On December 21, 2015, the Trust for America’s Health in conjunction with the Robert Wood Johnson Foundation published the “Outbreaks: Protecting Americans from Infectious Diseases” report, a study which rated each state with a numbered ranking in accordance with that state’s ability to prevent and control infectious disease outbreaks. The outbreak report yielded disappointing results, with more than half (28) of states scoring a five or lower out of 10 in issues related to preventing, detecting, diagnosing and responding to outbreaks.
Categories and Findings of the Outbreak Report
The ranking was determined by several categories, including each states’ rates of childhood vaccinations, flu vaccinations, Hepatitis C and HIV/AIDS, and policies regarding Food Safety, preparation for emergency threats, healthcare-associated infections. The report’s overall findings in each category can be found below:
• 20 states have laws that either exclude philosophical exemptions entirely or require a parental notarization or affidavit to achieve a religious or philosophical exemption for school attendance.
• 18 states vaccinated at least half of their population (ages 6 months and older) for the seasonal flu from Fall 2014 to Spring 2015. The national average is 47.1 percent. Rates are lowest among young and middle age adults (only 38 percent of 18- to 64-year-olds are vaccinated).
Hepatitis C and HIV/AIDS
• 16 states and Washington, D.C. explicitly authorize syringe exchange programs.
• 43 states and Washington, D.C. require reporting all (detectable and undetectable) CD4 cell count (a type of white blood cell) and HIV viral load data to their state HIV surveillance program.
• 39 states met the national performance target of testing 90 percent of E.coli O157 cases within four days (in 2013).
Preparing for Emerging Threats:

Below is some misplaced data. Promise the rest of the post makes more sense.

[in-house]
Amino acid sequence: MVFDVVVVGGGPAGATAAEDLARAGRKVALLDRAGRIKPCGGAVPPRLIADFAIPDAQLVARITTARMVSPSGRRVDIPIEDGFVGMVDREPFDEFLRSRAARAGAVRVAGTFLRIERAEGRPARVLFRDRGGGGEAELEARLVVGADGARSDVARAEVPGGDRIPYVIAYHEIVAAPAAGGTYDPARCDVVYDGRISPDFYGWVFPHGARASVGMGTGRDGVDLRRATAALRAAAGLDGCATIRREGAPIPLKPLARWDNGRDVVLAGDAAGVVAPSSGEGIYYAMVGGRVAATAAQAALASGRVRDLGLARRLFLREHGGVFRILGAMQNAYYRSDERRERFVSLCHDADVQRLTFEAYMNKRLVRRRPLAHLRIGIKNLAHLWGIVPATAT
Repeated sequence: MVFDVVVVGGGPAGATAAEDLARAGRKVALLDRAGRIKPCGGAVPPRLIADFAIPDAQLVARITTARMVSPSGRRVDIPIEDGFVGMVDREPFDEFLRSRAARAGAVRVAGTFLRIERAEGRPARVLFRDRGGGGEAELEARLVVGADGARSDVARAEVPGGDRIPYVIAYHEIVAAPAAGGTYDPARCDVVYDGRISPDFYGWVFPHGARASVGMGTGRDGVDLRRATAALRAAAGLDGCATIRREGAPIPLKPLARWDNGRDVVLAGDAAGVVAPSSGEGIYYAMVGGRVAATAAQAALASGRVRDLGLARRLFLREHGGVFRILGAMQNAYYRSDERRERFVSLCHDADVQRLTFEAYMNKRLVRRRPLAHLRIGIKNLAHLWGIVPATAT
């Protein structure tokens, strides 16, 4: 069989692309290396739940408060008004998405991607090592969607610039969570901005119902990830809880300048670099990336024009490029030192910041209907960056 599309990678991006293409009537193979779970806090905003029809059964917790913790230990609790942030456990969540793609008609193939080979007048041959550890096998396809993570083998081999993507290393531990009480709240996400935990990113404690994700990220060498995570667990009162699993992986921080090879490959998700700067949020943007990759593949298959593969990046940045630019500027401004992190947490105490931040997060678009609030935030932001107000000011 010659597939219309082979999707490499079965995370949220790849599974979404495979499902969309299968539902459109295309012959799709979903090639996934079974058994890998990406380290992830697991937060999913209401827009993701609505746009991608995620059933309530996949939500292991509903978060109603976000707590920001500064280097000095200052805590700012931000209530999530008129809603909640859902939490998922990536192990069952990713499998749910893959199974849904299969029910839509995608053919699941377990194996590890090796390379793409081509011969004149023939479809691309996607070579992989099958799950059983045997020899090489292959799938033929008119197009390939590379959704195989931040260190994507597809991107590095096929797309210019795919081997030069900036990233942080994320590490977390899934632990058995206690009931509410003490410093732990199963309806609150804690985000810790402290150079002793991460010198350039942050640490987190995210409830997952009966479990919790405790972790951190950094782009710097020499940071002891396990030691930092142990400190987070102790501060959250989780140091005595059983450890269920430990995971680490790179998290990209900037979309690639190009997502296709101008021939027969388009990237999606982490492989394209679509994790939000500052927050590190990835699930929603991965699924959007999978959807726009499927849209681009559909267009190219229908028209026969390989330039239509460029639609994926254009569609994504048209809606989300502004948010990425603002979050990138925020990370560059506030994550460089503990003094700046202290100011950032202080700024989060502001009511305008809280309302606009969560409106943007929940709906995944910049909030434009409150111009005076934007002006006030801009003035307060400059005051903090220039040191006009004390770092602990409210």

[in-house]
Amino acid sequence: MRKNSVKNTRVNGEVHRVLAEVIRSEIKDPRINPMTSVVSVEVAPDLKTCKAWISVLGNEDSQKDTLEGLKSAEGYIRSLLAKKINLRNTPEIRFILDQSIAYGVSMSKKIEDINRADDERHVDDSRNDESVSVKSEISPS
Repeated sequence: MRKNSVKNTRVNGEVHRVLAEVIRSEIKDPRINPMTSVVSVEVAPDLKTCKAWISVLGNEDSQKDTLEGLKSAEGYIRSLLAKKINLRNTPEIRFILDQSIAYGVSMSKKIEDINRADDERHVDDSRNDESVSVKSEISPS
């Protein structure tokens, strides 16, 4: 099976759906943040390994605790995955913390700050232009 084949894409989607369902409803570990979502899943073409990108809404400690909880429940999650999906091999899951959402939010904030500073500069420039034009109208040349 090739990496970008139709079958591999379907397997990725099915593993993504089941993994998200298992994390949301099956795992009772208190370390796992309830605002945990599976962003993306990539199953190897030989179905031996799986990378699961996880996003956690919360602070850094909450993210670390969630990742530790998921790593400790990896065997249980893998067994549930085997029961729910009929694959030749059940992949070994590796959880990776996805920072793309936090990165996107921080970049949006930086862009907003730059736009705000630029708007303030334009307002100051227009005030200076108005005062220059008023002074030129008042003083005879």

• 36 states have a biosafety professional in their state public health laboratories – which are responsible for helping detect, diagnose and contain disease outbreaks.
• 15 states have completed climate change adaption plans that include the impact on human health.
• Only nine states reduced the standardized infection ratio (SIR) for central line-associated blood stream infections (CLABSI) between 2012 and 2013.”
CONTACT A PERSONAL INJURY LAWYER AT THE WEINBERG LAW FIRM
If you or a loved one have been harmed in connection with an infectious disease outbreak, and have a question regarding your legal options, please call The Weinberg Law Firm toll free at 1-877-934-6274. Our phones are answered 24/7. You can also contact our personal injury lawyers online by using the easy-to-use “Free Legal Case Evaluation Form” found on this page.
Outbreak Report Scores by State
8/10: DE, KY, ME, NY, VA
7/10: AK, CA, MD, MA, MN, NE
6/10: AR, IL, NH, NJ, NM, NC, ND, WV, WI
5/10: AZ, CO, CT, GA, HI, MS, MO, MT, PA, RI, TX, WA
4/10: AL, DC, FL, IN, LA, NV, SC, SD, TN, WY
3/10: ID, KS, MI, OH, OK, OR, UT
Outbreak Report Conclusions and Recommendations
According to Jeffrey Levi, PhD, executive director of TFAH, “The overuse of antibiotics and underuse of vaccinations along with unstable and insufficient funding have left major gaps in our country’s ability to prepare for infectious disease threats,” said . “We cannot afford to continue to be complacent. Infectious diseases – which are largely preventable – disrupt the lives of millions of Americans and contribute to billions of dollars in unnecessary healthcare costs each year.”